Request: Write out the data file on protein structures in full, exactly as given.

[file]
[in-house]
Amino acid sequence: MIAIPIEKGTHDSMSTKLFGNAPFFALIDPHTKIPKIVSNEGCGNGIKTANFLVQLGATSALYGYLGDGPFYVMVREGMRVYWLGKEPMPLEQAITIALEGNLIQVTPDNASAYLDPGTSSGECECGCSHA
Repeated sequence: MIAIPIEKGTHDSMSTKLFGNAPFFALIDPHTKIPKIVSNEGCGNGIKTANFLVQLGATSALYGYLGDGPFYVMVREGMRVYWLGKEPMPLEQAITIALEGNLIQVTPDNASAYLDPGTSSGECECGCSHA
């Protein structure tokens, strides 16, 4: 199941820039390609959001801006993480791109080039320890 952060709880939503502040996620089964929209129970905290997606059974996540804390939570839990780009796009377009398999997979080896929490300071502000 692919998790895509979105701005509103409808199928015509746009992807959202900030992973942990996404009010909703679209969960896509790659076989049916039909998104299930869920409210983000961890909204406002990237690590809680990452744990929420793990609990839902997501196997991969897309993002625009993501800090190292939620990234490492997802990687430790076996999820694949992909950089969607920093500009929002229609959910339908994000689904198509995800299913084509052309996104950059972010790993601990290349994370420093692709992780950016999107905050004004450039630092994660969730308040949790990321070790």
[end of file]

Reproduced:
[in-house]
Amino acid sequence: MIAIPIEKGTHDSMSTKLFGNAPFFALIDPHTKIPKIVSNEGCGNGIKTANFLVQLGATSALYGYLGDGPFYVMVREGMRVYWLGKEPMPLEQAITIALEGNLIQVTPDNASAYLDPGTSSGECECGCSHA
Repeated sequence: MIAIPIEKGTHDSMSTKLFGNAPFFALIDPHTKIPKIVSNEGCGNGIKTANFLVQLGATSALYGYLGDGPFYVMVREGMRVYWLGKEPMPLEQAITIALEGNLIQVTPDNASAYLDPGTSSGECECGCSHA
């Protein structure tokens, strides 16, 4: 199941820039390609959001801006993480791109080039320890 952060709880939503502040996620089964929209129970905290997606059974996540804390939570839990780009796009377009398999997979080896929490300071502000 692919998790895509979105701005509103409808199928015509746009992807959202900030992973942990996404009010909703679209969960896509790659076989049916039909998104299930869920409210983000961890909204406002990237690590809680990452744990929420793990609990839902997501196997991969897309993002625009993501800090190292939620990234490492997802990687430790076996999820694949992909950089969607920093500009929002229609959910339908994000689904198509995800299913084509052309996104950059972010790993601990290349994370420093692709992780950016999107905050004004450039630092994660969730308040949790990321070790």